PyNNDescent with different metrics

In the initial tutorial we looked at how to get PyNNDescent running on your data, and how to query the indexes it builds. Implicit in all of that was the measure of distance used to determine what counts as the “nearest” neighbors. By default PyNNDescent uses the euclidean metric (because that is what people generally expect when they talk about distance). This is not the only way to measure distance however, and is often not the right choice for very high dimensional data for example. Let’s look at how to use PyNNDescent with other metrics.

First we’ll need some libraries, and some test data. As before we will use ann-benchmarks for data, so we will reuse the data download function from the previous tutorial.

import pynndescent
import numpy as np
import h5py
from urllib.request import urlretrieve
import os
def get_ann_benchmark_data(dataset_name):
    if not os.path.exists(f"{dataset_name}.hdf5"):
        print(f"Dataset {dataset_name} is not cached; downloading now ...")
        urlretrieve(f"{dataset_name}.hdf5", f"{dataset_name}.hdf5")
    hdf5_file = h5py.File(f"{dataset_name}.hdf5", "r")
    return np.array(hdf5_file['train']), np.array(hdf5_file['test']), hdf5_file.attrs['distance']

Built in metrics

Let’s grab some data where euclidean distance doesn’t make sense. We’ll use the NY-Times dataset, which is a TF-IDF matrix of data generated from NY-Times news stories. The particulars are less important here, but what matters is that the most sensible way to measure distance on this data is with an angular metric, such as cosine distance.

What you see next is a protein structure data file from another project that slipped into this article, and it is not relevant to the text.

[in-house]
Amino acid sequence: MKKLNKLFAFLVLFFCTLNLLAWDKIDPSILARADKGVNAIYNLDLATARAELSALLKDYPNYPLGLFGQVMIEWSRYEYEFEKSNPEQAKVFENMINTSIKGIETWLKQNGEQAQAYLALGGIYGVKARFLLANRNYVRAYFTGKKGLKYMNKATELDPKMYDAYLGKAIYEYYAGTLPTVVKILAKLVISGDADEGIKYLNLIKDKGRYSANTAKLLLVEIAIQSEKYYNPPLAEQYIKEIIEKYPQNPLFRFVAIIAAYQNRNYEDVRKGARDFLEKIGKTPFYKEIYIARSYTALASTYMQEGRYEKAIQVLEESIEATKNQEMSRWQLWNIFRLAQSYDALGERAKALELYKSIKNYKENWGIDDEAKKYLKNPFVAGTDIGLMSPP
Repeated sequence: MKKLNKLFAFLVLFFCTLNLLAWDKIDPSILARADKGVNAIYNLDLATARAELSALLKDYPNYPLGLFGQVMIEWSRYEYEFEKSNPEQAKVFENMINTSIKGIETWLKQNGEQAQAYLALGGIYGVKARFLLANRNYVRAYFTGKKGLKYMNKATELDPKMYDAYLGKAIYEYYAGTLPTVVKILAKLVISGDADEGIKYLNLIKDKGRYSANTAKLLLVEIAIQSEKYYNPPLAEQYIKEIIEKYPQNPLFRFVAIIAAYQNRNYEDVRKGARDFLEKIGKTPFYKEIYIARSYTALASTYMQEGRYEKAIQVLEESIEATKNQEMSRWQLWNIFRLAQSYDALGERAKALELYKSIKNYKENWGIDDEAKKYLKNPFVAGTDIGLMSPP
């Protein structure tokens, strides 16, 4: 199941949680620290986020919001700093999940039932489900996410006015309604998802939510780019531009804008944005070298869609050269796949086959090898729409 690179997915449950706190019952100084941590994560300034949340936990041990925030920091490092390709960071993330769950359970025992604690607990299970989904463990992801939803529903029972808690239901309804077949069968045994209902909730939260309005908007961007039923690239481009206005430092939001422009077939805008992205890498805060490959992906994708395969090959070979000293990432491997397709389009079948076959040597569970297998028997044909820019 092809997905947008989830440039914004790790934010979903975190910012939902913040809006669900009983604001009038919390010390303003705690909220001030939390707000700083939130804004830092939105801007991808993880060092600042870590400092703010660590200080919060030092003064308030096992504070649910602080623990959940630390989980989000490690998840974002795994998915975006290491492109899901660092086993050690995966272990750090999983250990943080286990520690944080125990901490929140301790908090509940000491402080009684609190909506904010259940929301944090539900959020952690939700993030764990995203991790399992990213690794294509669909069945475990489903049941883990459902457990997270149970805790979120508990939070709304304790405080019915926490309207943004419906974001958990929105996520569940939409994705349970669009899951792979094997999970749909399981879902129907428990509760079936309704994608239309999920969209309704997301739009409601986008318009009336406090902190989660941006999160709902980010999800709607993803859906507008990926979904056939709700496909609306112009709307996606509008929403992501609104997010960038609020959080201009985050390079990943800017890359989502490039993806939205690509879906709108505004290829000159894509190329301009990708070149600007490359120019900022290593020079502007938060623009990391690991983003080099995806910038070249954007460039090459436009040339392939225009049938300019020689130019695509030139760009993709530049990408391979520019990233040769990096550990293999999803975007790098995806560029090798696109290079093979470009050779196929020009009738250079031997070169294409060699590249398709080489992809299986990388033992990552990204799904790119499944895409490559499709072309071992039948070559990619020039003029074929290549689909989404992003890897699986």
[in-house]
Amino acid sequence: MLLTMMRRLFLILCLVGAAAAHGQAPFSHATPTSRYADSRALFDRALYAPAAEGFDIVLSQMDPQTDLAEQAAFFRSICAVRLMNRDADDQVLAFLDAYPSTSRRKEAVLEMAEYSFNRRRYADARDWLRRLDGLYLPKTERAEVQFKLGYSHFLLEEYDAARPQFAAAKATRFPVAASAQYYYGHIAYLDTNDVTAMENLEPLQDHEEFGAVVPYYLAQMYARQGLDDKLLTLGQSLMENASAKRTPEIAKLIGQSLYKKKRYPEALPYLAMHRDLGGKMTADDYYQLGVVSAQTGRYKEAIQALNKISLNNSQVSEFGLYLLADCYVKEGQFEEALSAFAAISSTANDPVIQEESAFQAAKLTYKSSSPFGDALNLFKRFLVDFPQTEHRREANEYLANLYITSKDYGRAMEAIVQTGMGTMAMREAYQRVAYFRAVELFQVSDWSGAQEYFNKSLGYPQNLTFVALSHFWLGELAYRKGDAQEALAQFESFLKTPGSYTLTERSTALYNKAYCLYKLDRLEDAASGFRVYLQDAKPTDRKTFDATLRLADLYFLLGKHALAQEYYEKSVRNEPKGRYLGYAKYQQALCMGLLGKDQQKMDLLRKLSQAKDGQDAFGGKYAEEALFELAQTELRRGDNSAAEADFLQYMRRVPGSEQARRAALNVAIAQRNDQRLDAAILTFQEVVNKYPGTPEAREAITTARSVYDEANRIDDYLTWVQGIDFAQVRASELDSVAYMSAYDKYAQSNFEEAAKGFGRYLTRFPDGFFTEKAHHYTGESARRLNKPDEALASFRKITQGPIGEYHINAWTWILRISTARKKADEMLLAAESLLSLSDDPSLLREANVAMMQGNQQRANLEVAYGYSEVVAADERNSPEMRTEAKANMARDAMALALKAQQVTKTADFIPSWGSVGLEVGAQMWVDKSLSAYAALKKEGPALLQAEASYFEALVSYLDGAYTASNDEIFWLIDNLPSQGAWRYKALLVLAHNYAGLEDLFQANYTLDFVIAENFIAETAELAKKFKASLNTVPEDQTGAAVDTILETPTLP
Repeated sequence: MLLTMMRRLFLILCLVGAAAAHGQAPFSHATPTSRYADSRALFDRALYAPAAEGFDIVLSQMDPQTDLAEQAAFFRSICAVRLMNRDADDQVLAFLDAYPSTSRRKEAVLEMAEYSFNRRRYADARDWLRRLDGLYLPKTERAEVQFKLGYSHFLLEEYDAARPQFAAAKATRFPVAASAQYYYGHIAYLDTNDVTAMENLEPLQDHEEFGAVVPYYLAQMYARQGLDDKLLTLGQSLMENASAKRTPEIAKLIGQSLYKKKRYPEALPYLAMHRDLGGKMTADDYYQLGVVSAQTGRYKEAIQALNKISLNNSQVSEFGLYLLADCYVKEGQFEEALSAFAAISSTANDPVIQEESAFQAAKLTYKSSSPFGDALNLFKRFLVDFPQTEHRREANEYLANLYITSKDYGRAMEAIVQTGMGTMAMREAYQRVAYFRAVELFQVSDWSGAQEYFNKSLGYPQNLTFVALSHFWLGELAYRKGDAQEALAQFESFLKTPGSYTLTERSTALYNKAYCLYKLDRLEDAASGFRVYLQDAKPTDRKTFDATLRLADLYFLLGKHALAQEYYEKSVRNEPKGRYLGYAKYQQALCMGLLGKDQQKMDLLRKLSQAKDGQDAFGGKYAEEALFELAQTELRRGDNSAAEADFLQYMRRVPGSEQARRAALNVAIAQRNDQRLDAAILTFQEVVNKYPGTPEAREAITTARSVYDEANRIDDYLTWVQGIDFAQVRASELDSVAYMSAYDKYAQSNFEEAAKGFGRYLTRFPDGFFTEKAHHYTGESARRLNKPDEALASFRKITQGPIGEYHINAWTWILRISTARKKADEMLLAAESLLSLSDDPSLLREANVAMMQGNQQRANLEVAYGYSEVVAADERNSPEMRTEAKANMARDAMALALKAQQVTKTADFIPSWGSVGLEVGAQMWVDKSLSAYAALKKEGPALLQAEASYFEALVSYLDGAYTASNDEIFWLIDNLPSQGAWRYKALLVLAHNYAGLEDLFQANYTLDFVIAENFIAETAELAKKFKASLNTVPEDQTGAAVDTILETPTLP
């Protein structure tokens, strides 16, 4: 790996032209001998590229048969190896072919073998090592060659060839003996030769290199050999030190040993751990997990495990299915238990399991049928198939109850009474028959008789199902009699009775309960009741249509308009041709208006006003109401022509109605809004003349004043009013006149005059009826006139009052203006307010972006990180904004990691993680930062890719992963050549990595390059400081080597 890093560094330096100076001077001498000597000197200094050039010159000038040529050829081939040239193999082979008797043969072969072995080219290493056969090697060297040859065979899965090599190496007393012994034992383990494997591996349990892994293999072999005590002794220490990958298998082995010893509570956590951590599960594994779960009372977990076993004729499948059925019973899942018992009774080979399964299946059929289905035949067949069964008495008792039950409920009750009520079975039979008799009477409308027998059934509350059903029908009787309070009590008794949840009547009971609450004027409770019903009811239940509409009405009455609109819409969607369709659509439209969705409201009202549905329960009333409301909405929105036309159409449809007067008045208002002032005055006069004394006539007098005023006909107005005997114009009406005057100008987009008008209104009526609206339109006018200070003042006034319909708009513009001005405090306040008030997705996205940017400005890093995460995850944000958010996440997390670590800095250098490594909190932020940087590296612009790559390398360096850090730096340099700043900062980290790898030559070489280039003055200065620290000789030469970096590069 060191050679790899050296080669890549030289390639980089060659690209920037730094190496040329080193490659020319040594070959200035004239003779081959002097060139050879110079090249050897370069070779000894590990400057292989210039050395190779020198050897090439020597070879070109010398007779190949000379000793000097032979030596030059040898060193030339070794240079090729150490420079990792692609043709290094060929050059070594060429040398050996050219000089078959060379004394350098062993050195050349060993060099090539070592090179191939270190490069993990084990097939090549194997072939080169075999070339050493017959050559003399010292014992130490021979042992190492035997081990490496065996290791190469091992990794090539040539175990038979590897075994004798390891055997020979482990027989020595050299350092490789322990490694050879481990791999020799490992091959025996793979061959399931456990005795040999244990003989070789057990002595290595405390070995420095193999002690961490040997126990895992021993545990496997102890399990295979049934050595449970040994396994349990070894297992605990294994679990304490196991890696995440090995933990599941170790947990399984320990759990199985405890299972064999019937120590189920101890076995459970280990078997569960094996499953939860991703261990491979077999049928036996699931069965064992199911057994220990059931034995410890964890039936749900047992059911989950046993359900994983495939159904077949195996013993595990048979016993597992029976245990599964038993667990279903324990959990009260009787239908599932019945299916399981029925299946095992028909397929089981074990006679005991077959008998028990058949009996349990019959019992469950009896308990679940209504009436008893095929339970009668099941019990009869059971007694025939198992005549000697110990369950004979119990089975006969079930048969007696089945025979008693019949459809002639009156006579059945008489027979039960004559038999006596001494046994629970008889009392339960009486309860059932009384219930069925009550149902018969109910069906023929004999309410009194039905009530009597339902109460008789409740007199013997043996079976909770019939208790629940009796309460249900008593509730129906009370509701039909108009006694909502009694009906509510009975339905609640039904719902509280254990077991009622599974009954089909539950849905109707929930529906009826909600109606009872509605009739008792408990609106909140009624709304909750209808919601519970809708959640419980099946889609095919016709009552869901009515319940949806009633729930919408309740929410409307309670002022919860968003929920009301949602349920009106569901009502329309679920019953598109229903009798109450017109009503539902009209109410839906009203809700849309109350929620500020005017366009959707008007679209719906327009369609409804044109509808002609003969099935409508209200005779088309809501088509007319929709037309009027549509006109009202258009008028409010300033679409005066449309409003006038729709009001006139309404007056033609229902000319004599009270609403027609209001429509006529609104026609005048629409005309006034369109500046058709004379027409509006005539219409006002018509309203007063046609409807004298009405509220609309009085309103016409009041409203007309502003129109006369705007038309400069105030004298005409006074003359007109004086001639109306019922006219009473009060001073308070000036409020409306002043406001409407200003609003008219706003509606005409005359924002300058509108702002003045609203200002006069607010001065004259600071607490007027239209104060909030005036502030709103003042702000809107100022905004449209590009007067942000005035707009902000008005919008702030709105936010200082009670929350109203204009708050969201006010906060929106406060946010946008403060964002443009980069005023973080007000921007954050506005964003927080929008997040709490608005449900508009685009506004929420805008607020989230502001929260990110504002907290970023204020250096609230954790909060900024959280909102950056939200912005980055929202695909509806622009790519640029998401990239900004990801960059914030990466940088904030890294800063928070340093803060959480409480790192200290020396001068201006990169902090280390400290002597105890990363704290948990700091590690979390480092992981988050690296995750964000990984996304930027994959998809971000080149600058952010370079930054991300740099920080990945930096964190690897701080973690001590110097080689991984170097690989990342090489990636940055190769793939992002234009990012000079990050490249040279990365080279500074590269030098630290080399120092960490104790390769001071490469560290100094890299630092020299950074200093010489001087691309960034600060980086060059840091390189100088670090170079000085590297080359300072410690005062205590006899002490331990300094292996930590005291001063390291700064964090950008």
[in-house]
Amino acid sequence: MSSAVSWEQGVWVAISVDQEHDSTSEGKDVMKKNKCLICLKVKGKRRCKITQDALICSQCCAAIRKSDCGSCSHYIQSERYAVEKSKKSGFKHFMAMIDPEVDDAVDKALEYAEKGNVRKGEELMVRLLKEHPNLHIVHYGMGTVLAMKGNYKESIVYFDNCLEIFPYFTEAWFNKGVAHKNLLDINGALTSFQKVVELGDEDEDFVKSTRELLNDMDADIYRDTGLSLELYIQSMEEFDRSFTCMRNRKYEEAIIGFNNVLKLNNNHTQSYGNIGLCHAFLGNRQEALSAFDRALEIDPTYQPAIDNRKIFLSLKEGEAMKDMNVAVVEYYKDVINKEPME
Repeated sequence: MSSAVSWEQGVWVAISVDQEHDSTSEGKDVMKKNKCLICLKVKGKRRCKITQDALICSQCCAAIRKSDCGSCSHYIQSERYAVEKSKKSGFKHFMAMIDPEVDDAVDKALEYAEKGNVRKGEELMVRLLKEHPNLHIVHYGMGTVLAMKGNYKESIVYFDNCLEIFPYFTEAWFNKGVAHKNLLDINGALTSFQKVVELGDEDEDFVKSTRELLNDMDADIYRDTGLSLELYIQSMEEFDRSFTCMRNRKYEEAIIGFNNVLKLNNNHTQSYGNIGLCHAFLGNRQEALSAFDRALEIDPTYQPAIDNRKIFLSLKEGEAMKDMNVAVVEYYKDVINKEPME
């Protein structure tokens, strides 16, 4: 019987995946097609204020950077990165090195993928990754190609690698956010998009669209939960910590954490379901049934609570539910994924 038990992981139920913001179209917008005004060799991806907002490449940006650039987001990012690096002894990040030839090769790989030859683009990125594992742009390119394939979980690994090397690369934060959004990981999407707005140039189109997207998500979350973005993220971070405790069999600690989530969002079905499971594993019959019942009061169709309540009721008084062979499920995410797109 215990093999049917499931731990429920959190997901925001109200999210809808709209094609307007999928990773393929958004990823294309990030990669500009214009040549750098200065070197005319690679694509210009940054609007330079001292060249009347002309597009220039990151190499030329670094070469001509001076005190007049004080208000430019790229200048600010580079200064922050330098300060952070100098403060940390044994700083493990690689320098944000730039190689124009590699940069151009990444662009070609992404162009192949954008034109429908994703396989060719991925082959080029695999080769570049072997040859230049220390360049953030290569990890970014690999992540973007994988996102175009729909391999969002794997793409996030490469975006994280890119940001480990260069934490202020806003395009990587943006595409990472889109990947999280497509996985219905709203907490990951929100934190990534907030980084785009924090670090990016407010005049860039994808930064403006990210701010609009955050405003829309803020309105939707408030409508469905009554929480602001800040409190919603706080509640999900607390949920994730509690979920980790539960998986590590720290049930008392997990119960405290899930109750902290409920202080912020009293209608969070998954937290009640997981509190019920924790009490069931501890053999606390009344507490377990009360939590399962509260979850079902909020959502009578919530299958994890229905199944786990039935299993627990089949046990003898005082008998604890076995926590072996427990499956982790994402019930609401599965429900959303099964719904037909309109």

nytimes_train, nytimes_test, distance = get_ann_benchmark_data('nytimes-256-angular')
(290000, 256)

Now that we have the data we can check the distance measure suggested by ann-benchmarks


So an angular measure of distance – cosine distance will suffice. How do we manage to get PyNNDescent working with cosine distance (which isn’t even a real metric! it violates the triangle inequality) instead of standard euclidean?

index = pynndescent.NNDescent(nytimes_train, metric="cosine")
/Users/leland/anaconda3/envs/umap_0.5dev/lib/python3.8/site-packages/scipy/sparse/ SparseEfficiencyWarning: Changing the sparsity structure of a csr_matrix is expensive. lil_matrix is more efficient.
  self._set_arrayXarray(i, j, x)
CPU times: user 5min 29s, sys: 6.4 s, total: 5min 35s
Wall time: 2min 9s

That’s right, it uses the scikit-learn standard of the metric keyword and accepts a string that names the metric. We can now query the index, and it will use that metric in the query as well.

neighbors = index.query(nytimes_train)
CPU times: user 20.3 s, sys: 387 ms, total: 20.7 s
Wall time: 21.2 s
/Users/leland/anaconda3/envs/umap_0.5dev/lib/python3.8/site-packages/pynndescent/ RuntimeWarning: invalid value encountered in correct_alternative_cosine
  dists = self._distance_correction(dists)